The fear he manifests suggests similar scenes in at least two other places in scripture when people have a close encounter with the Lord: the first example is King Benjamin’s people who fall to the earth “for the fear of the Lord had come upon them. And they had viewed themselves in their own carnal state. . . . And they all cried aloud with one voice, saying: O have mercy, and apply the atoning blood of Christ that we may receive forgiveness of our sins, and our hearts may be purified; for we believe in Jesus Christ” (Mosiah 4:1–2; italics added). They experience pain and fear at their spiritually induced awareness of their fallenness in contrast to God’s perfection. They plead for and receive a cleansing response from the Lord.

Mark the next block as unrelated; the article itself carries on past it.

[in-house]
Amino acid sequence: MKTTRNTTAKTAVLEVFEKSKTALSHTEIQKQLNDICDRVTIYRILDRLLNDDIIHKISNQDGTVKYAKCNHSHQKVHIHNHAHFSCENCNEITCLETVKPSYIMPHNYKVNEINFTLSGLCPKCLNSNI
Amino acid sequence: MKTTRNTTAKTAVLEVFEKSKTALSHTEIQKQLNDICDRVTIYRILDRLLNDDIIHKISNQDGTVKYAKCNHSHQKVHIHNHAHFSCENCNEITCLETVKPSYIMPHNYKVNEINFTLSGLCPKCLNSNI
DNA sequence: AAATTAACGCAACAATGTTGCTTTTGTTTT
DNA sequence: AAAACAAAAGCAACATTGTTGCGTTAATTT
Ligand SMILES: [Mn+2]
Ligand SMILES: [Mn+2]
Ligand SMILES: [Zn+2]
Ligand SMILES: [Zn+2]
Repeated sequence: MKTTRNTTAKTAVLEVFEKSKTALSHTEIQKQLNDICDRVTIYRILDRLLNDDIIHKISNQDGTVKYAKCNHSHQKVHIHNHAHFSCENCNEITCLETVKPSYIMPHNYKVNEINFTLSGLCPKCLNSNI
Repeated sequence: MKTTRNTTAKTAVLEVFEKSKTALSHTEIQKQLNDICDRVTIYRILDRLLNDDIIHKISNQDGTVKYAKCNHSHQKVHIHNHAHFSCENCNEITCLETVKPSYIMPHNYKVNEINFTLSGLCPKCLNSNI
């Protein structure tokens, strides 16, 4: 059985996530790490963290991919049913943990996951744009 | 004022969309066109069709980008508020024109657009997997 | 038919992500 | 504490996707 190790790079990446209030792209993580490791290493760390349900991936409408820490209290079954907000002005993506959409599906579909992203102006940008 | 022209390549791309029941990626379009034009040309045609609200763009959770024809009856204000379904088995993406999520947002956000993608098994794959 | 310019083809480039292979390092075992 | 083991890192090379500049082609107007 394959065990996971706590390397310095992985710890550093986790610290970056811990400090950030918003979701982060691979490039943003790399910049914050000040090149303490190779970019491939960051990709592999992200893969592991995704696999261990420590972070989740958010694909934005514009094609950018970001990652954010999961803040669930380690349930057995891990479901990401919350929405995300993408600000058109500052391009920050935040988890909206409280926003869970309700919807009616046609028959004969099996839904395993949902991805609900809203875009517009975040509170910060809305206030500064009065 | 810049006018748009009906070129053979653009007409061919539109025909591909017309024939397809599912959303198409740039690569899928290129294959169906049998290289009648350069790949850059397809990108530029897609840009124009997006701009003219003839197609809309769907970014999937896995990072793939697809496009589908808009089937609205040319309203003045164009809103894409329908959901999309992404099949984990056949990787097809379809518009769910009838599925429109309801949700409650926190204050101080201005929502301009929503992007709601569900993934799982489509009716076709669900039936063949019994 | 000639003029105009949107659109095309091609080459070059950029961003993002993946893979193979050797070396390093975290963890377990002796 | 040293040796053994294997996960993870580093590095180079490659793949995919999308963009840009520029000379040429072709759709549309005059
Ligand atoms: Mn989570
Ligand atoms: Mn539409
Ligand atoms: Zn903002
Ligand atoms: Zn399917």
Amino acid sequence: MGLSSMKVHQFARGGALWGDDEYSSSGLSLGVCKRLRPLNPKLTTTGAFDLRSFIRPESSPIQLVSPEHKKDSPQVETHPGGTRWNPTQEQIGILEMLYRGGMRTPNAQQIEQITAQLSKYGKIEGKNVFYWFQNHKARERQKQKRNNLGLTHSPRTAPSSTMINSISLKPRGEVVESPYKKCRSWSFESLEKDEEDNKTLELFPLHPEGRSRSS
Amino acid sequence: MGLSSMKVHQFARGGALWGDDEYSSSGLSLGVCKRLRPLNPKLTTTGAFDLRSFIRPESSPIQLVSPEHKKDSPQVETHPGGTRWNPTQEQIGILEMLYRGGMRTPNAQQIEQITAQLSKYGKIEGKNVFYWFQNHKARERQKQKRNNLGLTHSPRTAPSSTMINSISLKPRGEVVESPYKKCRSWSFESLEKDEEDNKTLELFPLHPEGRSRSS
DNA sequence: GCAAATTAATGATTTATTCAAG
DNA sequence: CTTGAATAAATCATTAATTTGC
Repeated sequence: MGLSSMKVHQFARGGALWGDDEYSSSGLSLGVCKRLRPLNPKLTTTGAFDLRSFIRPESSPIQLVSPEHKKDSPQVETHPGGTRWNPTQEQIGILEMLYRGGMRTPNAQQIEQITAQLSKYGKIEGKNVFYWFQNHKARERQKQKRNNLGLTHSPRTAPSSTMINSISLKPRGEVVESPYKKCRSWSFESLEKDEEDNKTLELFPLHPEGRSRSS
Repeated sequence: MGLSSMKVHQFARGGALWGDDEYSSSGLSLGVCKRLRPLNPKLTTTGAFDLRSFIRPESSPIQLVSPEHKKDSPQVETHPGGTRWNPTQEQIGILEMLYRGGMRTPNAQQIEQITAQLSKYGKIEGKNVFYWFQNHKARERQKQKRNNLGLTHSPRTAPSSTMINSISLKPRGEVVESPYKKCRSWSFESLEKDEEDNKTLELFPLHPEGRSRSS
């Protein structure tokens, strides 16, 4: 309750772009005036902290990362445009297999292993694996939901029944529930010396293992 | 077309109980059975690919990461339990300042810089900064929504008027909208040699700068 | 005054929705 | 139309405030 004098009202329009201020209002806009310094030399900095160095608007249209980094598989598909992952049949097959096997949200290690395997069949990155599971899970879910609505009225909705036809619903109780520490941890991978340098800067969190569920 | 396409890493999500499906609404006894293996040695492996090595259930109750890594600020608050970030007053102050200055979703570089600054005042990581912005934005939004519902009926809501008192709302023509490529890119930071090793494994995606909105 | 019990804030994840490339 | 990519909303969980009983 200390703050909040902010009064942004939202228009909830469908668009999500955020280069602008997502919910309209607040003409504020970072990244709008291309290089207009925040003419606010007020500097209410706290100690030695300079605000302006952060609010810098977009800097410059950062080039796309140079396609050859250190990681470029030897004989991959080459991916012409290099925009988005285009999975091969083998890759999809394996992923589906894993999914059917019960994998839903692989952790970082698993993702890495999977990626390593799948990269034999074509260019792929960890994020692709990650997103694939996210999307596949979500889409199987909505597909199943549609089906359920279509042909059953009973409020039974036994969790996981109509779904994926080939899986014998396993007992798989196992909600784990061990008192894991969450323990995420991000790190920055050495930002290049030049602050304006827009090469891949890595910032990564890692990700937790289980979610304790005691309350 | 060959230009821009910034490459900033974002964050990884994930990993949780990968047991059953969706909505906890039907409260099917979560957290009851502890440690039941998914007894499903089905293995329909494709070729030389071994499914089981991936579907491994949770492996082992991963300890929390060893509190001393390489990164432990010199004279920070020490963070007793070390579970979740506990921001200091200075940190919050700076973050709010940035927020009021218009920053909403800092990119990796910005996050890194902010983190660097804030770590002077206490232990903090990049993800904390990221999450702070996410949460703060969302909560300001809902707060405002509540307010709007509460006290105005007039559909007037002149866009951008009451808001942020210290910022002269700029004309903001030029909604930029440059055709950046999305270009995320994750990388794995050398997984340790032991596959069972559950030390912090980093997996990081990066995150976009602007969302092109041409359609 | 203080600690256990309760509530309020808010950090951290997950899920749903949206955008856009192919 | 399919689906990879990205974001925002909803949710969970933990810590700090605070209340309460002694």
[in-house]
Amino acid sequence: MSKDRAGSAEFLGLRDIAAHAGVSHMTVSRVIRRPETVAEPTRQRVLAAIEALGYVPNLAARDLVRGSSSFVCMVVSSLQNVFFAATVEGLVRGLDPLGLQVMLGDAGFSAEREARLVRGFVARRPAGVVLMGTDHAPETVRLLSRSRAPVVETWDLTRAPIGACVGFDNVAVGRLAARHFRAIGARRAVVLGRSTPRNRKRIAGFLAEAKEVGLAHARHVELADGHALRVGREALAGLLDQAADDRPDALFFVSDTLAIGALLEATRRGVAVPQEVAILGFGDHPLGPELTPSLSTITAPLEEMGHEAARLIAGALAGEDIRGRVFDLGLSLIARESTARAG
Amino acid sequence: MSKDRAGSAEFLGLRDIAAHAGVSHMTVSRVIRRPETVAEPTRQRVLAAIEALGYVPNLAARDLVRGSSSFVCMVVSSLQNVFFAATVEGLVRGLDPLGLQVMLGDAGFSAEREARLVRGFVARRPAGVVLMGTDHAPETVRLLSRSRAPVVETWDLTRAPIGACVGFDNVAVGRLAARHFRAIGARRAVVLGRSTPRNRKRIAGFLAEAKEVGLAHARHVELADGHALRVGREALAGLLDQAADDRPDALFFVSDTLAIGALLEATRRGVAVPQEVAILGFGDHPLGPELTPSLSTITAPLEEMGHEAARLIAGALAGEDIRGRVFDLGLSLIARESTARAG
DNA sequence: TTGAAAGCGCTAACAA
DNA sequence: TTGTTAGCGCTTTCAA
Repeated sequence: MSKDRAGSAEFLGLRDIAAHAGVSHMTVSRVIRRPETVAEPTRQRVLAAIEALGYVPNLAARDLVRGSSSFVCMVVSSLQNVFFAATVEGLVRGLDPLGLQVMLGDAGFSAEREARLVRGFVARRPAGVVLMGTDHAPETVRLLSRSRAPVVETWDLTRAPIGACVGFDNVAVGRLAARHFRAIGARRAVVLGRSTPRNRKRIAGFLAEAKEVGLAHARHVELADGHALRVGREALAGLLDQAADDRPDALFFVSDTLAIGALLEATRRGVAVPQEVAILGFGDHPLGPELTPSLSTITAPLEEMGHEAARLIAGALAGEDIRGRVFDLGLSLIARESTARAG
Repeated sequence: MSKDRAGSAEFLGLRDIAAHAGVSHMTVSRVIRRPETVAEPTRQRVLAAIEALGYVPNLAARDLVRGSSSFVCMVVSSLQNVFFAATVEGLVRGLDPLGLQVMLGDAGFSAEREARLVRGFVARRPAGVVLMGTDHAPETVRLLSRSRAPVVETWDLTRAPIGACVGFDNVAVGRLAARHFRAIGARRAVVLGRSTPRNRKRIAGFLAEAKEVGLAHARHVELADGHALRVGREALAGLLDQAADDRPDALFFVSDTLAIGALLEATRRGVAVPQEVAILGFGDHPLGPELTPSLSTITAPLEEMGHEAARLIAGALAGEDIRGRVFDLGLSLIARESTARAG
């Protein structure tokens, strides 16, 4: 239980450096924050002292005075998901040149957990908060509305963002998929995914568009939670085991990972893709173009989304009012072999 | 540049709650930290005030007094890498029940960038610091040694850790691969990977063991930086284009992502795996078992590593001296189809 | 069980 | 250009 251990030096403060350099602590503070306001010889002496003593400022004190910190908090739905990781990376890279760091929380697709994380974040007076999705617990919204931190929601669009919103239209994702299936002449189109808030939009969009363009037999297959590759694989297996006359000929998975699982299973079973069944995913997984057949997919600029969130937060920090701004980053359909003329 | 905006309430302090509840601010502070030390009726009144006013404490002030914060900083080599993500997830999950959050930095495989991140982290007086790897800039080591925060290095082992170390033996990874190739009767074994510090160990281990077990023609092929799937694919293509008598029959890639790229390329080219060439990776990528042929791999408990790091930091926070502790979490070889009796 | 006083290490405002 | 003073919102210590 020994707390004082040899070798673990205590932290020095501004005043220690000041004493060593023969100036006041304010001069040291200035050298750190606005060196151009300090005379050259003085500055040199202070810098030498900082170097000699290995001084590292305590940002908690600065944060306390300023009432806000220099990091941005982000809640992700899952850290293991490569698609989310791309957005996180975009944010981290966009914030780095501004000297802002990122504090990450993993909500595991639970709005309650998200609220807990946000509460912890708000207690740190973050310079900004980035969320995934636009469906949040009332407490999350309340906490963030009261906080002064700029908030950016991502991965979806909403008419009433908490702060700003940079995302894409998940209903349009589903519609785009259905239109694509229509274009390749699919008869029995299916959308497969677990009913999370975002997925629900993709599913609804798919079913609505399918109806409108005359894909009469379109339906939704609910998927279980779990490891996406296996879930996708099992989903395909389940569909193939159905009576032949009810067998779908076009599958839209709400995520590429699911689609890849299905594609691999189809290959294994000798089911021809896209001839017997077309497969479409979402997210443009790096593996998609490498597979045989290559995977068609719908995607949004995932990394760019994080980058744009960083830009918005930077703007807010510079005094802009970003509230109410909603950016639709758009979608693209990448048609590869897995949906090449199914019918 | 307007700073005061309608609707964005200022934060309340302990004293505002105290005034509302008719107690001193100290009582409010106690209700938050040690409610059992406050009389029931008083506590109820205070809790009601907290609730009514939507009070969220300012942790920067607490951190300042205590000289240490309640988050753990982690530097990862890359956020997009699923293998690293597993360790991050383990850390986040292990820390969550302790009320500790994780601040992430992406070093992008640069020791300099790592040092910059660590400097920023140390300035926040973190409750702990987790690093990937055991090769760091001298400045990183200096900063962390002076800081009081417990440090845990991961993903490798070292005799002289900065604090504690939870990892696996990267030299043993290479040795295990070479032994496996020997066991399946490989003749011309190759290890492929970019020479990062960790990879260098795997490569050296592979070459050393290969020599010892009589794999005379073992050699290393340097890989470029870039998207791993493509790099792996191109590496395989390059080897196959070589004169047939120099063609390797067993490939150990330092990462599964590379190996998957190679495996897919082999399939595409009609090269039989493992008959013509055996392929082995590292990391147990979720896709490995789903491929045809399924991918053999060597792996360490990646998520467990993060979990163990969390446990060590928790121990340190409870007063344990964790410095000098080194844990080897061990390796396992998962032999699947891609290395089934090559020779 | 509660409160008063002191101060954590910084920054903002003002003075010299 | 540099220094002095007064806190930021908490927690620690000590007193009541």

The second example comes from Isaiah’s vision of the Lord. “Woe is me! for I am undone; because I am a man of unclean lips, and I dwell in the midst of a people of unclean lips: for mine eyes have seen the King, the Lord of hosts” (Isaiah 6:5). The Lord responds by cleansing him in his presence.

As the unredeemed soul, even a guiltless one, closes the gap between himself and his Maker, he perceives the contrast as so overwhelmingly great that he is sorely tempted to shrink back, to give up the quest. Those who will not be redeemed do shrink, overcome by fear of this encounter (e.g., the Israelites in Exodus 20:18–21); but those who are determined to be redeemed press boldly on, and, exercising mighty faith, penetrate the veil, and receive the transformation they so desire.